WaterAid and working towards Sustainable Development Goal 6

There are millions of people around the world who live without clean water close to home. Over 1.7 billion people do not have decent toilets. WaterAid Australia is one organisation seeking to change that by achieving Sustainable Development Goal 6.

There are millions of people around the world who live without clean water close to home. Over 1.7 billion people do not have decent toilets. WaterAid Australia is one organisation seeking to change that by achieving Sustainable Development Goal 6.

In a world where access to clean water is a fundamental human right, millions still struggle to secure this basic need. Every day, countless individuals, particularly in developing countries, face the reality of contaminated water sources and inadequate sanitation facilities. This lack of access has devastating consequences, impacting health, education, and overall well-being.

Organisations like WaterAid Australia are working to provide everyone, everywhere, with clean water, decent toilets, and good hygiene. Under the leadership of Tom Muller, its Chief Executive Officer, WaterAid Australia is working with local partners in the region to help those communities.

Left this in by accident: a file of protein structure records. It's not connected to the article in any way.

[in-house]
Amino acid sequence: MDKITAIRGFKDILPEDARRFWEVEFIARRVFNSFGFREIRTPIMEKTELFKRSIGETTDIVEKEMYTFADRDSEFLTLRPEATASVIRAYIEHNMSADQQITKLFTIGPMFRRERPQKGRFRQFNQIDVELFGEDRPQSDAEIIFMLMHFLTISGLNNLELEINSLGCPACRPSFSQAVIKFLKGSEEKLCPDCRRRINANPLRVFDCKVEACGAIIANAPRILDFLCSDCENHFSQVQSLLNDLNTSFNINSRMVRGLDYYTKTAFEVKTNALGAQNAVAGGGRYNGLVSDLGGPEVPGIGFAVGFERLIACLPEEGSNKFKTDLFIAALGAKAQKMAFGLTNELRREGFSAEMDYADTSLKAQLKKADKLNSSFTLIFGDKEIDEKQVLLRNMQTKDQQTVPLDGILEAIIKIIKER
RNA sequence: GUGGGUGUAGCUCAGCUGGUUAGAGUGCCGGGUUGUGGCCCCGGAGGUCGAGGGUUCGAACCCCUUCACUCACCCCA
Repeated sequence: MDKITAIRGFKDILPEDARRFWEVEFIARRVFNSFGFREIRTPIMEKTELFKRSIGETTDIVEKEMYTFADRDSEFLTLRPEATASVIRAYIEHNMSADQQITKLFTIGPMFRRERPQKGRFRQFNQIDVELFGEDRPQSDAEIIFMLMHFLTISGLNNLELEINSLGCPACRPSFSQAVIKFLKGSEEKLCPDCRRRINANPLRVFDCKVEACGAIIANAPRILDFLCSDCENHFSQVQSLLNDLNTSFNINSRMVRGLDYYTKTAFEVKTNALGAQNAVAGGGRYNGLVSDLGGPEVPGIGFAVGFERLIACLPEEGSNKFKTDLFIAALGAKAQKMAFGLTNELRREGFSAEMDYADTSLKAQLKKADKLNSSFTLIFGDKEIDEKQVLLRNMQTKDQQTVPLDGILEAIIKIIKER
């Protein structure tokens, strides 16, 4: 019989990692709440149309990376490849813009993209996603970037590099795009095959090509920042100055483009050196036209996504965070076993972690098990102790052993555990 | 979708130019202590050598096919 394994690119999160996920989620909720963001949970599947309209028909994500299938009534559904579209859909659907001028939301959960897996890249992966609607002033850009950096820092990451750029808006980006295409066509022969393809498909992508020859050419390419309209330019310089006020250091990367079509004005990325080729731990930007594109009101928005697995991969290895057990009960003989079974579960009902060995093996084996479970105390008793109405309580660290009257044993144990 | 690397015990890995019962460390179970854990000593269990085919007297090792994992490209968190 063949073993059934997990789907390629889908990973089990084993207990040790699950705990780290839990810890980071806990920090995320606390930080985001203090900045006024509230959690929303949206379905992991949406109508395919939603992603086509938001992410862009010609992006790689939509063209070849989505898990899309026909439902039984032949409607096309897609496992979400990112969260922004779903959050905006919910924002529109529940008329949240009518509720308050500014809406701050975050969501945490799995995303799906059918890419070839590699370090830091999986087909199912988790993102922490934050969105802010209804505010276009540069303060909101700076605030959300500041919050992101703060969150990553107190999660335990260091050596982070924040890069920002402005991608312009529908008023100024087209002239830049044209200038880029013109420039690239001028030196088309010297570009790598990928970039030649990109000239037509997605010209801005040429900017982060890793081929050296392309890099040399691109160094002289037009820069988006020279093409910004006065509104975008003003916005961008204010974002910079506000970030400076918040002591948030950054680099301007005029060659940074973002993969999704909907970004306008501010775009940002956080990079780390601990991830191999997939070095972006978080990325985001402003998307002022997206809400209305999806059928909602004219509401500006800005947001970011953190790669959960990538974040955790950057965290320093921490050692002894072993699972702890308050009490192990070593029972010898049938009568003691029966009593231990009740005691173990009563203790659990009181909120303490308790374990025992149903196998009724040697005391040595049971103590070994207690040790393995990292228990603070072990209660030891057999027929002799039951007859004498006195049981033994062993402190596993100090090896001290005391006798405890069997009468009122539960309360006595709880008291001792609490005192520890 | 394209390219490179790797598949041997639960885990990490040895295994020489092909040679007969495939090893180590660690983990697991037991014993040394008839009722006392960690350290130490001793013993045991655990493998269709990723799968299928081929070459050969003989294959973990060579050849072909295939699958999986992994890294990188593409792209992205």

“I’ve always worked in international development,” said Muller. “While it’s not a traditional path into the water industry, I’ve always loved working on development challenges. There is no greater challenge to me than water, sanitation, and hygiene.”

WaterAid Australia forms part of the international not-for-profit organisation, WaterAid. The Australian branch was set up in 2004 as a collaboration between the water industry and the international aid sector. They have supported projects in Bangladesh, Ethiopia, Ghana, India, Malawi, Nepal, Mozambique, and Tanzania with funding from the Australian Government.

“We implemented our first projects in the eastern highlands of Papua New Guinea,” he said. “Since then, we’ve focused on working in Timor Leste, Papua New Guinea, and Cambodia.”

Sustainable Development Goal 6